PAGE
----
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Long haulers suffer long-term coronavirus symptoms

COVID-19 can present an array of symptoms, often the longest lasting, the loss of taste and smell
Published: Feb. 12, 2021 at 5:48 PM CST
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EAU CLAIRE, Wis. (WEAU) - Perhaps the most distinguishing characteristic of COVID-19 is the loss or distortion in ability to smell and taste.

“I was drinking my tea and all of a sudden I was like, I cannot smell this and I cannot taste this,” says Megan Reck, Eau Claire resident.

“After having my shower, went to put my mist on and it didn’t have much smell, I couldn’t smell anything and I go uh-oh now it’s here for me too,” says Pat Thompson, La Crosse resident.

A study published in January by the Journal of Internal Medicine revealed olfactory dysfunction (OD) was most common in mild cases of COVID-19, affecting 85% of patients.

Thompson tested positive for the virus September 28th, since then she notes only a handful of times having her sense of smell or taste back, nearly five months later.

“Maybe it’s coming, you know I don’t know the taste is probably the most—you know that obviously I miss the most because everything tastes the same,” says Thompson.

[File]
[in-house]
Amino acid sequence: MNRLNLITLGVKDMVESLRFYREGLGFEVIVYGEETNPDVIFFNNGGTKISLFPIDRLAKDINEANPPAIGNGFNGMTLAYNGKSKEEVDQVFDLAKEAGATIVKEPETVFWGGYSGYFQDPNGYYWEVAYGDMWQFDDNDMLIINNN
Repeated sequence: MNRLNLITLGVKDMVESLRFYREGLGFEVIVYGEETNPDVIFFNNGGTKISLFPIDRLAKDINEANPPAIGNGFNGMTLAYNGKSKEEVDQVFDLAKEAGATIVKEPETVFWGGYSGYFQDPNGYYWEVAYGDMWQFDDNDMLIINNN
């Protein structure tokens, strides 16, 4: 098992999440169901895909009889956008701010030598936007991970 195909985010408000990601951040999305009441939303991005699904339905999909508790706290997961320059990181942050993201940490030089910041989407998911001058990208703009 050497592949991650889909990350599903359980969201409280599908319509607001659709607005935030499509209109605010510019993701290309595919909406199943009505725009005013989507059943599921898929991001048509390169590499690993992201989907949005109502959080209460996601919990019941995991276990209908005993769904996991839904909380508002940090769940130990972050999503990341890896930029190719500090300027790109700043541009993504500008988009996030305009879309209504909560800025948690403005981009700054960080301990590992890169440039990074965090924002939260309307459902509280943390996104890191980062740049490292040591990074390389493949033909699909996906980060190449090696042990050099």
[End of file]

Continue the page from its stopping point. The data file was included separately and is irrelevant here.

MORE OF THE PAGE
Reck says she contracted COVID-19 in October, she has her taste back, but only to a degree.

“Particularly pork and beef has a very strange smell, it doesn’t taste bad but it smells bad to me, almost like it’s burnt or sour,” says Reck.

Developing an aversion to some smells.

“There’s some strong smells that I don’t pick up on like bleach, I can pour bleach in with the laundry and I cannot smell it at all,” says Reck.

Dr. Matthew Brookes, ear, nose and throat specialist at Marshfield Medical Center - Eau Claire says smell therapies are the best way to retrain the senses.

“Essential oils or shampoo or certain foods, something like that and try to expose yourself more often to that with the understanding and knowledge that you have to think about what you’re smelling,” says Brookes. “You have to retrain your nerves and your brain to reconnect that to your memory of what it used to smell like.”

Thompson and Reck say the lingering symptoms are an inconvenience, but remain grateful for a healthy recovery.

“I guess maybe the way I look at it is like God’s way of saying alright well you shouldn’t eat these certain foods or you shouldn’t drink that caffeine anymore,” laughs Reck.

“Yesterday, I think for the first time I got a whiff of rosebud,” smiles Thompson.

Just in time for Valentine’s Day.

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